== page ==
Statistics show that most baby boomers have a strong desire to remain independent as they age. These hardworking Americans are turning their noses up at the idea of spending their golden years in a strange nursing home. They have an unshakeable yearning to live life at home as long as possible. This factor, combined with advances in modern medicine that are helping seniors live longer, has set the stage for more home care franchise opportunities than ever before.
Research by the University of Alabama shows that more than seven million people in the U.S. need some form of home care. This fact is bolstered by the rising trend of "aging in place." Seniors not only want to be self-sufficient - they wish to remain at home, where the surroundings are familiar and family is near. Always Best Care nurtures this need by providing quality in-home care that helps both the seniors in need and their families.
When you implement Always Best Care's proven business model, your senior care franchise in Washington, DC will become a pillar in your community. You will be part of a highly regarded, reputable organization that others will respect. While you refine your reputation and earn respect, you'll be living an entrepreneurial lifestyle that lets you make a difference in other people's lives.
Great entrepreneurs are always on the lookout for recession-resistant franchising opportunities. In light of the COVID-19 Pandemic, in-home care is now an essential service -- one that will continue to be needed, regardless of the economy. No matter what hurdles we must overcome, one thing is for sure: people will always need care.
At Always Best Care, our proven franchise model enables hundreds of dedicated franchisees the opportunity to achieve financial freedom in the most uncertain times. Our award-winning training program provides franchisees with the tools to succeed and the stability they need.
Always Best Care is one of the fastest-growing senior care franchise systems because our franchisees are more than just business owners, they are compassionate professionals dedicated to helping others. Perhaps most importantly, their home care business lets them care for people in their community while building a rewarding business for themselves.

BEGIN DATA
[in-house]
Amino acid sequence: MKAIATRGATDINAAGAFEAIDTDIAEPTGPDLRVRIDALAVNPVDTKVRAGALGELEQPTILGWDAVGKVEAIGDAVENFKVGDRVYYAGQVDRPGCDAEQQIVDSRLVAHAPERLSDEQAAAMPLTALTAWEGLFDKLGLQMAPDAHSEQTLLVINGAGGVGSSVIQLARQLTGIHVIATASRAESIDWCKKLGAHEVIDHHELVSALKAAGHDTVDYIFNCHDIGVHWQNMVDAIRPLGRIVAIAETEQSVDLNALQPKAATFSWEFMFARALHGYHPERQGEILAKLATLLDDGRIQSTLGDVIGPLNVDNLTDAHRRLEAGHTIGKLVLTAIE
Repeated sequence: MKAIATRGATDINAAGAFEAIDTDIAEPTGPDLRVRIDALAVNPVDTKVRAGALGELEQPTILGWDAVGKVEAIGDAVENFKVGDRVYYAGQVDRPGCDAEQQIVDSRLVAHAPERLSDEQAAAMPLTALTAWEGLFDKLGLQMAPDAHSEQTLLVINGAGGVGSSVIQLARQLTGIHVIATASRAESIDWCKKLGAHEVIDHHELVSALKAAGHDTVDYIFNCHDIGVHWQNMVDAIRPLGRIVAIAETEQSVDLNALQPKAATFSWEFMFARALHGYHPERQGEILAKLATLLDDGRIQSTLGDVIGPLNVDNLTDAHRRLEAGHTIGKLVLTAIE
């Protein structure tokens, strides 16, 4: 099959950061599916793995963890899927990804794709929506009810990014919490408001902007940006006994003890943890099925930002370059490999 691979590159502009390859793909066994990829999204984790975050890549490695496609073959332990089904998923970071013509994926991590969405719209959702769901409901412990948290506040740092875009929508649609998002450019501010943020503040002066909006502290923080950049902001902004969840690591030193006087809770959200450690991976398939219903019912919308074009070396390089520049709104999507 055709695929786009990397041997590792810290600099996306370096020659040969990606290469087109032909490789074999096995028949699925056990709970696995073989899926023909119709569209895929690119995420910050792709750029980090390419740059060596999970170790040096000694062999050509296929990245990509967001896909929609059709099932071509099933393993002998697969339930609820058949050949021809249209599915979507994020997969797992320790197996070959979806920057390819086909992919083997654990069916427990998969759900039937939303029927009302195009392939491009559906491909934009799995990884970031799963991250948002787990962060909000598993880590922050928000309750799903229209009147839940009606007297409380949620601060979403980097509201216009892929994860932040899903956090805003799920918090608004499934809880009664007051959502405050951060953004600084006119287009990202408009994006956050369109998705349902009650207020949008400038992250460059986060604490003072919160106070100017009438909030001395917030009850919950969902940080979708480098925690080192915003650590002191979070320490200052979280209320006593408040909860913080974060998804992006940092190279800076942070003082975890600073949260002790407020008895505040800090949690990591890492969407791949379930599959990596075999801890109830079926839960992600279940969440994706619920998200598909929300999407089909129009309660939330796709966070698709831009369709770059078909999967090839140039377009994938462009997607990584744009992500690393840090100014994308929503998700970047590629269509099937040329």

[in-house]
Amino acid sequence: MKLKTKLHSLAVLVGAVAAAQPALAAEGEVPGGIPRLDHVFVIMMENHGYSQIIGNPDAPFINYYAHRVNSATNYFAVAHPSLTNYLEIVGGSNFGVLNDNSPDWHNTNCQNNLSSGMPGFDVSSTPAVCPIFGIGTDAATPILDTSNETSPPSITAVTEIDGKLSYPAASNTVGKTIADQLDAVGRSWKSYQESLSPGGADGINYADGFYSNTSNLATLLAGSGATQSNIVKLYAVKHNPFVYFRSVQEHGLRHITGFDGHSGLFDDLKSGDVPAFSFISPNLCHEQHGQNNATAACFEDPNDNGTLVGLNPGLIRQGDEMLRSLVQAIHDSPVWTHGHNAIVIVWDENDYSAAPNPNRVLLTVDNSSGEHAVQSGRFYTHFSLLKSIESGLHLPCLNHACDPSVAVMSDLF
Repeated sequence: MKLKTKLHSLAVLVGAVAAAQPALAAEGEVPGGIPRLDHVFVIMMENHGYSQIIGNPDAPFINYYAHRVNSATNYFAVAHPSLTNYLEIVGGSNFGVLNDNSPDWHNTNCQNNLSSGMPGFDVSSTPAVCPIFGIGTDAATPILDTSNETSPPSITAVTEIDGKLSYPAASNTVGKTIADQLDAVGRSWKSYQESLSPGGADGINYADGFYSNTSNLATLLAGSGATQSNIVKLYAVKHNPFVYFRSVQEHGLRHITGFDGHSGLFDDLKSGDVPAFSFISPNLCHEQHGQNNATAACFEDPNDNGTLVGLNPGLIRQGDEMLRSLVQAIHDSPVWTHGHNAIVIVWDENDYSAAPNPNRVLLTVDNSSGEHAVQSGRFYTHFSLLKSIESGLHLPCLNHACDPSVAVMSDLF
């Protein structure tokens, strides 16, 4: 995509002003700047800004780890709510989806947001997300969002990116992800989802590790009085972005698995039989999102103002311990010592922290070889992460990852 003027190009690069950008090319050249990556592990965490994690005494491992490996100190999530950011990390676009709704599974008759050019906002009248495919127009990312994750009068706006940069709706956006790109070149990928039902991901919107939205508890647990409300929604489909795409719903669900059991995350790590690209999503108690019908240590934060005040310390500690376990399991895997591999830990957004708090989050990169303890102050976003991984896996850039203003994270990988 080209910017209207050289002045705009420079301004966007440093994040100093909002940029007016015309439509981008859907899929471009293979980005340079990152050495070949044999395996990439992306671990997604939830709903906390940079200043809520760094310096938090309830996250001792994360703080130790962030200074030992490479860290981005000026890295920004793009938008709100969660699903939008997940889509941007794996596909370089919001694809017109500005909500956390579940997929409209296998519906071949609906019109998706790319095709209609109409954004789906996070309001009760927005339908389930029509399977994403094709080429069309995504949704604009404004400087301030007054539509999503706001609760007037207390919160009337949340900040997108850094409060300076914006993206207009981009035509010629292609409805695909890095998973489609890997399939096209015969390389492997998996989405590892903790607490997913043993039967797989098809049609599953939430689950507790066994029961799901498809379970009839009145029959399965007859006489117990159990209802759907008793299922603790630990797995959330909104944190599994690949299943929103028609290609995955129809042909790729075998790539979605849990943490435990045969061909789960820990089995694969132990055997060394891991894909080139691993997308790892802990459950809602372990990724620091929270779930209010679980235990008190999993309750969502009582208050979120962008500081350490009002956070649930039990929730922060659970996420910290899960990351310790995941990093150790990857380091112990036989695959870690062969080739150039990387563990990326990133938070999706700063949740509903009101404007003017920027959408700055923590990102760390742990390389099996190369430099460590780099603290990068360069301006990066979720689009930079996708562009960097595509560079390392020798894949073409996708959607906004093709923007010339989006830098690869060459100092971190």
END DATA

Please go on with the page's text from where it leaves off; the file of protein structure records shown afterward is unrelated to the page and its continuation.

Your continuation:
Our experienced corporate team works with new in-home care franchise owners to provide comprehensive training for you and your staff, marketing resources, performance metrics, turnkey operating tech, systemwide benchmarking, national accounts, and customer satisfaction support.
Your local Area Representative and our National Directors work with all new franchisees to arrange mentoring opportunities, communications and team-building strategies, and ongoing strategic planning. That way, you have a leg up in your market and access to key resources to build your confidence as you develop your business.
Your Always Best Care franchise development specialist will make sure you have contact information in your state to complete any state licensure requirements. We link you to the nation's top health care licensure consultants, thus allowing you to discover the most cost-effective and time-efficient procedures to get your license, launch your business, and begin serving your community.
Each Always Best Care franchise territory is protected and exclusive to you using zip codes in your state.
Our powerful combination of corporate and local support paves a clear and proven path for new Always Best Care franchise owners to succeed. And with your initial training, field training, and ongoing support, you always have access to Always Best Care repesentatives as you grow your senior home care business.
If you have made it this far, it's now time to learn more about Always Best Care and the enriching opportunity that lies ahead. If you are ready to turn your dreams of living an entrepreneurial lifestyle into reality, you're closer than ever before. By downloading our free E-Book , you're taking the exciting next steps towards building a home care business that makes a true difference in your community.